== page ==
Declining levels of operating expense funds and FTEs have changed the role and makeup of AID's overseas workforce. In a constrained resource environment, the decision to turn to PSCs is a logical one for program managers. PSCs provide a flexible alternative to direct- hire employees, and are especially useful for quickly changing the workforce skill balance to react to evolving requirements. PSCs, doing much the same work that a direct-hire employee does, can be charged to program funds, rather than more tightly controlled operating expense funds. Direct-hire employees cannot have their salaries charged to program accounts. Consequently, among program managers, there is a movement away from the implementation of development activities to the management and monitoring of contracts.
According to the General Accounting Office (GAO), "Although overseas U.S. direct-hire employees spent 32 percent of their work years on project management, their responsibilities increasingly involved managing and monitoring contractors, rather than the technical aspects of project implementation. Accordingly, missions and overseas offices place great reliance on foreign national direct-hires and PSC to manage day-to-day project implementation."(3)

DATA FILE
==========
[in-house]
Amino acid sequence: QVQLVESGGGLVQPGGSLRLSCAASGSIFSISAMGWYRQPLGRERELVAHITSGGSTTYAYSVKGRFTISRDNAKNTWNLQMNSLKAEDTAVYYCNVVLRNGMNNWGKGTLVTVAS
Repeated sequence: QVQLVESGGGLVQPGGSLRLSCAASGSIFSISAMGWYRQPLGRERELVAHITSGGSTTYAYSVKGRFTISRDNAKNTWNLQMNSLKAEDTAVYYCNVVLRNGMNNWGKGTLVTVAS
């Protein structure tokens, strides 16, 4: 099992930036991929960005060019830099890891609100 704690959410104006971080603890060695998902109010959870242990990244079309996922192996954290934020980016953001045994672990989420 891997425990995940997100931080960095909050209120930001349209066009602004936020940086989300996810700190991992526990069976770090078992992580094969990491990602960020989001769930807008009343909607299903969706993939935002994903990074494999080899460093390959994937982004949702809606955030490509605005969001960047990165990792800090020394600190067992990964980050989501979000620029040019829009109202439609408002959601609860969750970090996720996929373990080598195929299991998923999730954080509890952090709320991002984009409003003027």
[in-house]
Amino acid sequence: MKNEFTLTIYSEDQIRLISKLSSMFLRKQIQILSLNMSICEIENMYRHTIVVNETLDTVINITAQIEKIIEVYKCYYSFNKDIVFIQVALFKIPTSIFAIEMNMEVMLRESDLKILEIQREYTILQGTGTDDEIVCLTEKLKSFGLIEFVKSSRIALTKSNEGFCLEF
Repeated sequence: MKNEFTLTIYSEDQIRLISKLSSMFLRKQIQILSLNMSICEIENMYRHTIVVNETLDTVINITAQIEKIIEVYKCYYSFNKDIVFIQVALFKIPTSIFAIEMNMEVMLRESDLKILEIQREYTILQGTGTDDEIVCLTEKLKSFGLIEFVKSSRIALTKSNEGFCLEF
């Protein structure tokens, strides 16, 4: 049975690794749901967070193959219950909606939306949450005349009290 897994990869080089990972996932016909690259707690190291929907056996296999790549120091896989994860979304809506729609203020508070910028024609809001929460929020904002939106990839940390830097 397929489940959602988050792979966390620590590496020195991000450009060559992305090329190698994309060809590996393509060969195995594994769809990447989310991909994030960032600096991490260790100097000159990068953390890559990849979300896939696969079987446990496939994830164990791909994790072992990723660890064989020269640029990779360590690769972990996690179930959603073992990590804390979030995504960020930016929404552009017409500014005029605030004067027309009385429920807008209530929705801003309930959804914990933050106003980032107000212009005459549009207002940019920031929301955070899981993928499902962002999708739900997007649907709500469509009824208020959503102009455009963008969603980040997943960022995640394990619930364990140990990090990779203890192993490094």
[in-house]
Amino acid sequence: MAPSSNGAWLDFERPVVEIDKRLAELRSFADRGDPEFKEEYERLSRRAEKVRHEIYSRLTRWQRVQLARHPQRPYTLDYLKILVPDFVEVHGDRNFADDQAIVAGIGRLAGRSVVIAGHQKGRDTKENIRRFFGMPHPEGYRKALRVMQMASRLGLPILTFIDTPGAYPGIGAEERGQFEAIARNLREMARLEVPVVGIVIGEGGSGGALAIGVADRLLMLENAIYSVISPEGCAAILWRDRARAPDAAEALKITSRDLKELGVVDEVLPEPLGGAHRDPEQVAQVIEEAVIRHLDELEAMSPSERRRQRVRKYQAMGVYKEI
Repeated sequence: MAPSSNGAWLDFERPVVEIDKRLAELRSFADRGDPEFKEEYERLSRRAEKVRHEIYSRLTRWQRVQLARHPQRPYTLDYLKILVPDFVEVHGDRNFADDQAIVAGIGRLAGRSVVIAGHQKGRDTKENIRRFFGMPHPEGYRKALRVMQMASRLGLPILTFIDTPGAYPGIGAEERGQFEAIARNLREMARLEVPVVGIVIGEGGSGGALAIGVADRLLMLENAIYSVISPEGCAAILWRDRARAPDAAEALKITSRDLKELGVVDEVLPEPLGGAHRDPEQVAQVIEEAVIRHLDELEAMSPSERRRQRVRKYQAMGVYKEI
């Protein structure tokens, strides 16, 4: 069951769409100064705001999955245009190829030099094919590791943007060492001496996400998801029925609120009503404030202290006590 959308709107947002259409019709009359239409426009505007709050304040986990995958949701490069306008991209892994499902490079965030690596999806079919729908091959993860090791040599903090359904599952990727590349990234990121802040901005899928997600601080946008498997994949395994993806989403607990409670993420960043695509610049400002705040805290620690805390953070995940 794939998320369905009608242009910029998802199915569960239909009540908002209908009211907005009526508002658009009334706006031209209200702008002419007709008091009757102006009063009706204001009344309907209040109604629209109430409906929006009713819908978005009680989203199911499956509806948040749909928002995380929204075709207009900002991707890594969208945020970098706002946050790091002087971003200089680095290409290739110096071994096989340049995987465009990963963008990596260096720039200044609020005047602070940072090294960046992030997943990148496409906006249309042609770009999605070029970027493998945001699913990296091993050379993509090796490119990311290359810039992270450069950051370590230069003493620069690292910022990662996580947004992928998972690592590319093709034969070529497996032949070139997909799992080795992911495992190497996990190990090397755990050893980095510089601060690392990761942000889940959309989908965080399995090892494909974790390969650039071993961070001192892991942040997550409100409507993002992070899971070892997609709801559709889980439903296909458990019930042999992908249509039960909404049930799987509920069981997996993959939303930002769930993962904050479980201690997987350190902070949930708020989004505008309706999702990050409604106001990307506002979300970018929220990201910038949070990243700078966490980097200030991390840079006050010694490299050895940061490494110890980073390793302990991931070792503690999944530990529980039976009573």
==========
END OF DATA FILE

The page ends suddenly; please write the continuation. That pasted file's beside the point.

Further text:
In fiscal year 1990, more than two-thirds of AID's overseas work years (totaling approximately 8,000 years) were expended by American and foreign national PSCs, who are not separately identified and reported to Congress. Foreign national PSCs made up 60 percent of the overseas workforce in 1990, followed by 15 percent for American direct hires, 12 percent for foreign national direct hires, and 13 percent for American PSCs.(4)
The reductions in direct-hire employee staffing have not been evenly distributed. According to the Ferris Commission report:
The continuing reductions in direct-hire levels required by [OMB] have hit the field missions the hardest. During the period FY '85-FY '89, U.S. direct-hire staff decreased by 2.6 percent while direct- hire staff overseas decreased by 14.5 percent. This occurred in the face of [Inspector General and General Accounting Office] criticisms that AID did not have sufficient project management in the field.(5)
AID determined those specific staffing reductions according to its own internal priorities.
The personnel system has not responded to the need for staff with training or experience in contract management.(6) GAO indicated that AID has not adjusted its culture, training, and personnel practices to the increased use of contractors to deliver services, noting that large numbers of AID employees consider contract management to be a low priority, despite the fact that the bulk of project officers' responsibilities increasingly revolve around contract development and management. GAO also noted problems with supervision of overseas contractors and data collection concerning the number and nature of personal service contracts.(7)